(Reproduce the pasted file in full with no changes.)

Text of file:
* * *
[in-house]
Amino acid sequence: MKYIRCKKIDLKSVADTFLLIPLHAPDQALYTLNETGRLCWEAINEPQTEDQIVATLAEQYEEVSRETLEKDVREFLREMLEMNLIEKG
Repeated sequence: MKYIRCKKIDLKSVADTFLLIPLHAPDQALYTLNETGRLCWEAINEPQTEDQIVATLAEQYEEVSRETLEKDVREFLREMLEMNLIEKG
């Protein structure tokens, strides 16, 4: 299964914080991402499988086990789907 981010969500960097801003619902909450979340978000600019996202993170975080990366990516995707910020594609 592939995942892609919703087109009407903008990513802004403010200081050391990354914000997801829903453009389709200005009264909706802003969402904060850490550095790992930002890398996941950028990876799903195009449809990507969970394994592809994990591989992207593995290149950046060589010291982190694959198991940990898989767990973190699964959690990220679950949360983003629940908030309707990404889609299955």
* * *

[in-house]
Amino acid sequence: MKYIRCKKIDLKSVADTFLLIPLHAPDQALYTLNETGRLCWEAINEPQTEDQIVATLAEQYEEVSRETLEKDVREFLREMLEMNLIEKG
Repeated sequence: MKYIRCKKIDLKSVADTFLLIPLHAPDQALYTLNETGRLCWEAINEPQTEDQIVATLAEQYEEVSRETLEKDVREFLREMLEMNLIEKG
């Protein structure tokens, strides 16, 4: 299964914080991402499988086990789907 981010969500960097801003619902909450979340978000600019996202993170975080990366990516995707910020594609 592939995942892609919703087109009407903008990513802004403010200081050391990354914000997801829903453009389709200005009264909706802003969402904060850490550095790992930002890398996941950028990876799903195009449809990507969970394994592809994990591989992207593995290149950046060589010291982190694959198991940990898989767990973190699964959690990220679950949360983003629940908030309707990404889609299955």